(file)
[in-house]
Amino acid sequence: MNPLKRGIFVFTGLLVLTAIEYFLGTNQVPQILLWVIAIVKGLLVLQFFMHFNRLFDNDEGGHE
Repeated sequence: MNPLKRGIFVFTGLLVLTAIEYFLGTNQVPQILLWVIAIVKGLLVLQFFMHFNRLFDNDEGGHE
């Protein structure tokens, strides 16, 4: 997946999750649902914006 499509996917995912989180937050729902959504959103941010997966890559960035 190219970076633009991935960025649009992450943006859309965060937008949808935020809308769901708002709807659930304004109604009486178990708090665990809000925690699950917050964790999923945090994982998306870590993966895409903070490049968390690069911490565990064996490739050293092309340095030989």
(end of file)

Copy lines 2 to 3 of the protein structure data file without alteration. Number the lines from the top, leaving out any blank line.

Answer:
Amino acid sequence: MNPLKRGIFVFTGLLVLTAIEYFLGTNQVPQILLWVIAIVKGLLVLQFFMHFNRLFDNDEGGHE
Repeated sequence: MNPLKRGIFVFTGLLVLTAIEYFLGTNQVPQILLWVIAIVKGLLVLQFFMHFNRLFDNDEGGHE